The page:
Using measures of both observed and self-perceived time-inconsistency, I find that individuals’ perception of their own inconsistency significantly predicts take-up of the regular-instalment commitment product: Relatively ‘naïve’ agents select in, while relatively ‘sophisticated’ agents stay away. A possible interpretation is that sophisticates realize that a low penalty will not be effective for them (while a high penalty may be undesirable in an uncertain environment). Conditional on take-up, sophisticated agents are less likely to default – possibly because they chose more incentive-compatible contracts. Consistent with a story of under-commitment, measures of actual time-inconsistency (irrespective of individual’s awareness of it) do not predict take-up, but they do predict default. Other explanations discussed in the paper include income optimism, limited attention, and aggregate shocks.
The welfare risks suggested in this study are not singular – a closer look at heterogeneity behind average treatment effects in the literature reveals that adverse effects of commitment products may be widespread: The paper is closest in spirit to DellaVigna and Malmendier (2006) who show that U.S. consumers choose gym contracts which are cost-inefficient given their attendance frequency. In a savings context, Ashraf et al. (2006) find that a withdrawal-restriction product increased savings on average, but 50 percent of the 202 clients made no further deposits after the opening balance. For clients with an amount goal, this implies that their initial savings may be tied up indefinitely. Finally, 66 percent of the smokers who accepted the savings contract offered in Giné et al. (2010) failed to quit smoking and lost their savings as a result.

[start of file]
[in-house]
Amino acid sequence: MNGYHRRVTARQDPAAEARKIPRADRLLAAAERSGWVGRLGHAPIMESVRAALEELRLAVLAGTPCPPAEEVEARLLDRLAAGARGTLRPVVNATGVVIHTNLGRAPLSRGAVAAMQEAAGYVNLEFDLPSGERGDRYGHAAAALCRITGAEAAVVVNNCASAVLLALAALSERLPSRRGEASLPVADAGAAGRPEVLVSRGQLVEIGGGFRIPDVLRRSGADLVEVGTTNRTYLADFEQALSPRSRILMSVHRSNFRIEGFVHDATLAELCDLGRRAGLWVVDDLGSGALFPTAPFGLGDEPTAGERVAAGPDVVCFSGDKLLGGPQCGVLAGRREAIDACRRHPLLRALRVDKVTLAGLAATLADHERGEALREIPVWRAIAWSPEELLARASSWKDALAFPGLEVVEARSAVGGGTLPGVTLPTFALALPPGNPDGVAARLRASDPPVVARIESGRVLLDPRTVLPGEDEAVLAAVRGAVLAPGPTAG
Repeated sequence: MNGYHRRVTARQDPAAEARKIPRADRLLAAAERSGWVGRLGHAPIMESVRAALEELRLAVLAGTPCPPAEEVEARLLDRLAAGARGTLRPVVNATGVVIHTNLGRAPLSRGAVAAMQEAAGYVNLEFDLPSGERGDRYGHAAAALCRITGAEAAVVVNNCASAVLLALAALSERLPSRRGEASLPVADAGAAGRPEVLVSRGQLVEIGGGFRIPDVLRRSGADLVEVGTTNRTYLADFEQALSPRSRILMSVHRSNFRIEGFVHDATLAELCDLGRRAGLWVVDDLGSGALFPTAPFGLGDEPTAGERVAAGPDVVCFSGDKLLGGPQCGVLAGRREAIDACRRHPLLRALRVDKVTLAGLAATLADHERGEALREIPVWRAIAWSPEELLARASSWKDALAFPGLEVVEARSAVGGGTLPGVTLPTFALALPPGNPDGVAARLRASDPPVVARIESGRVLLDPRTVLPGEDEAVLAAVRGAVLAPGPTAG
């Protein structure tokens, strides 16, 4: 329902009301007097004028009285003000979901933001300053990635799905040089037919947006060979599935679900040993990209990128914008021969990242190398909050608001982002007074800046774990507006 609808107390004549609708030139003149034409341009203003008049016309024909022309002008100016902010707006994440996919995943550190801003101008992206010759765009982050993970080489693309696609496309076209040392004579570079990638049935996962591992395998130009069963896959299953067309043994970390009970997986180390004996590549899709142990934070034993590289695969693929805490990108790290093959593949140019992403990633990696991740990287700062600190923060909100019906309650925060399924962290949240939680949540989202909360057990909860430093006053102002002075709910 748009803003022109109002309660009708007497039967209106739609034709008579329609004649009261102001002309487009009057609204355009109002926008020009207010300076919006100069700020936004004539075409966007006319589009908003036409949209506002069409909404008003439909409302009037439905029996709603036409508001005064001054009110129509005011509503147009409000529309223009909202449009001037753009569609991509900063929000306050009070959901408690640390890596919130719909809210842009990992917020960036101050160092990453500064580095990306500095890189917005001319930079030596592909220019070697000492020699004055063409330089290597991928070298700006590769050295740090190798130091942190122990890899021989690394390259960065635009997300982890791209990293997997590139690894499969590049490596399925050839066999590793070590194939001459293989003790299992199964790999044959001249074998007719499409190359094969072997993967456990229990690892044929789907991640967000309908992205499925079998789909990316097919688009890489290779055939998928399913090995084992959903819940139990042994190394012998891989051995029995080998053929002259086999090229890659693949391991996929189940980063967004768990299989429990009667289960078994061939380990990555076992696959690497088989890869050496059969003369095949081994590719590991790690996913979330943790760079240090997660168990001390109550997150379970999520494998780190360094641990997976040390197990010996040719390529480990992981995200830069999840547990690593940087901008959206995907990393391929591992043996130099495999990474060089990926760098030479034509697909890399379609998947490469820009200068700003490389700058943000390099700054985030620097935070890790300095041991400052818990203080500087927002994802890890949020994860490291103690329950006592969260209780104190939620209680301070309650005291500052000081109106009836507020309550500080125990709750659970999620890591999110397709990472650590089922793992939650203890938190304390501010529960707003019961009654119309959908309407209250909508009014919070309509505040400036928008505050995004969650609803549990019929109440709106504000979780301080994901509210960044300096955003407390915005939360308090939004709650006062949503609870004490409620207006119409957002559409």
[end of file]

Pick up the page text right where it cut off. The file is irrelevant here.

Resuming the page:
Summing up, research on new commitment products should carefully consider possible risks to welfare – and look beyond positive average treatment effects in assessing them.
Anett Hofmann is a PhD Candidate at the London School of Economics, and a member of STICERD. Her primary research interests are Development Economics and Behavioural Economics. Anett is on the academic job market this year.